The NCRB statistics in India shows that 39,287 cases of child sexual abuse were reported under POCSO Act in year 2018.The stringency in child sexual offence laws do not have much effect on deterrence of crime as in India according to the data published by National Crime Report Bureau around 95% of rape is committed by the family members of which only 24% are convicted and out of which 20% are convicted under POCSO.[ix]

It becomes really difficult for a girl to file a complaint against her own family member under such stringent laws.Even if the girl wants to speak out, she is being suppressed by her parents and the accused remains free of any charge.

Another aspect of negative effect of stringent laws in deterring the crime is, that to give away the death penalty to the accused the court will require a higher standard of proof. It is because the extinguishment of the life of accused is permanent and cannot be reversed. Hence, a very careful and close study of the case is required. Consequently, this lowers the rate of conviction.

Moreover, the fact that commission of rape results in death penalty might tempt the rapist to kill the victim in order to hide his identity and to destroy the higher standard of proof. Hence, again the accused will be acquitted by the court due to lack of conclusive evidence.[x] It is pertinent to note that the Malimath Committee rejected the idea of death penalty for rape cases and called for procedural amendments which results in certainty of punishment rather than quantum of punishment as a real deterrent.[xi]

Way Ahead
The objective of stringency in laws is to deter the crime. After the implementation of Criminal Law (Amendment) Act 2018, though there is stringency in the laws but the statistics have proved a lower conviction rate which turns out to be a catalyst for criminals. While making the laws to deter crime, the legislators must make supplementary policies like developing awareness campaign, creating periods of targeting enforcements and publicizing the results of the enforcement campaign.[xii]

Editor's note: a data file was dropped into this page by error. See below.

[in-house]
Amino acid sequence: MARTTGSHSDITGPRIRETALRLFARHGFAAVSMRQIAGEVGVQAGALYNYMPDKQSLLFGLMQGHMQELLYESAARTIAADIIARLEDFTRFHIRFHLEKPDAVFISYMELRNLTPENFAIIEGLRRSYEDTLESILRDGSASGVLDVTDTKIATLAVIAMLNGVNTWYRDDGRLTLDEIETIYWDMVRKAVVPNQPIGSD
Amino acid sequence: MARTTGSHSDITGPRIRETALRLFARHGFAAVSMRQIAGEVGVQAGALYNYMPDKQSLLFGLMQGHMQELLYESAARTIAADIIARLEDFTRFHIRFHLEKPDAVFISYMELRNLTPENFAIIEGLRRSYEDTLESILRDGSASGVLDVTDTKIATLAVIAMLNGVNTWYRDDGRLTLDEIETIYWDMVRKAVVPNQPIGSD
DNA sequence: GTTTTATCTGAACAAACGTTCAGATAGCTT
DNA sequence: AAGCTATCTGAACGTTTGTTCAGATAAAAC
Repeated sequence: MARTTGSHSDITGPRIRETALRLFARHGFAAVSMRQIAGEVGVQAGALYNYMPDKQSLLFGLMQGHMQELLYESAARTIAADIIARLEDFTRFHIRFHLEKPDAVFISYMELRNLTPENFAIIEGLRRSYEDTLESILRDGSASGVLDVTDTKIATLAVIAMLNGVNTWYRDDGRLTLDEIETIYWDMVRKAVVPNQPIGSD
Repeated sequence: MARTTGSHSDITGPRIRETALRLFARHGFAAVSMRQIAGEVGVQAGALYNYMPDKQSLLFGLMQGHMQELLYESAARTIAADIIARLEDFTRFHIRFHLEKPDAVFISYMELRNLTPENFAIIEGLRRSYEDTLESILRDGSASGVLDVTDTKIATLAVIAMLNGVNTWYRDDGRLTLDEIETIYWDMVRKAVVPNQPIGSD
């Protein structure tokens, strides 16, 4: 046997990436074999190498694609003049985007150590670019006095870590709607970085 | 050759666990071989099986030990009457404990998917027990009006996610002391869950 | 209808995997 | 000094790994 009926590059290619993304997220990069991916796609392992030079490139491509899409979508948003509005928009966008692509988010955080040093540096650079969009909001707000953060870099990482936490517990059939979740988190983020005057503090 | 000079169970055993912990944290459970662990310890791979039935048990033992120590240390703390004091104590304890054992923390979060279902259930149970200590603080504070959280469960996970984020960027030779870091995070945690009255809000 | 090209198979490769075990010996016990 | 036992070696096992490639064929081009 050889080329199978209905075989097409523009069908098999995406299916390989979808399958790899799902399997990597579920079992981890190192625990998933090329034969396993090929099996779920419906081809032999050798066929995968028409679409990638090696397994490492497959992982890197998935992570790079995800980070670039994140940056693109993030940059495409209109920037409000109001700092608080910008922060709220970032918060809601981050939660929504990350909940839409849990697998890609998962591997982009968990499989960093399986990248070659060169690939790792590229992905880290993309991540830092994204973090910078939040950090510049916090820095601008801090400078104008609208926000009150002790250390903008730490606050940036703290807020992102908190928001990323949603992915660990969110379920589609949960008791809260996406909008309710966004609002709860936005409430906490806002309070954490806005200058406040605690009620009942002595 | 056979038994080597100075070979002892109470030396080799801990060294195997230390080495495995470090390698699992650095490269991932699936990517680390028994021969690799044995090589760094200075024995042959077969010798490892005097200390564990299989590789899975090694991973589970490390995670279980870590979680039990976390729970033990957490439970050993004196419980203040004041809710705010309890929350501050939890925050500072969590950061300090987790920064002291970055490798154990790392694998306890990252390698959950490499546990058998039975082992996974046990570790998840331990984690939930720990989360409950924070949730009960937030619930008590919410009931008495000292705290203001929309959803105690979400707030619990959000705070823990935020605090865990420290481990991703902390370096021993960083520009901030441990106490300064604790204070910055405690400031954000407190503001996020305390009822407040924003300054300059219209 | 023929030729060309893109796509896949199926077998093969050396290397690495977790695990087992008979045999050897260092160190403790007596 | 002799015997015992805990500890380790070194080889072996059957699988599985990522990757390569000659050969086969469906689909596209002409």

When a crime is committed, the criminal tries to fabricate or remove the evidences to ensure that he is not convicted. As a result, he tries to either kill the victim or blackmail the family of the victim. The reason of non-deterrence of crime even after stringency in law is due the non-certainty of conviction and therefore, the victim bears the brunt of legal trial which forces her to withdraw the case; the legal expression for the same is ceteris-paribus i.e. certainty of being punished is more important than severity of punishment. The data released by National Family Health Survey and National Crime Records Bureau states that around 99.1% of rape and assault cases against women are underreported.

There is already a provision of death penalty under several laws but this has nowhere deterred the crime rate. The study by Amnesty International has proved that there is no deterrent effect of death penalty. [xiii]

The only deterrent in such cases is conviction to be executed in not more than 90 days and a speedy trial. This will reduce the underreporting of such cases and the accused and potential criminals will be scared of committing such offence.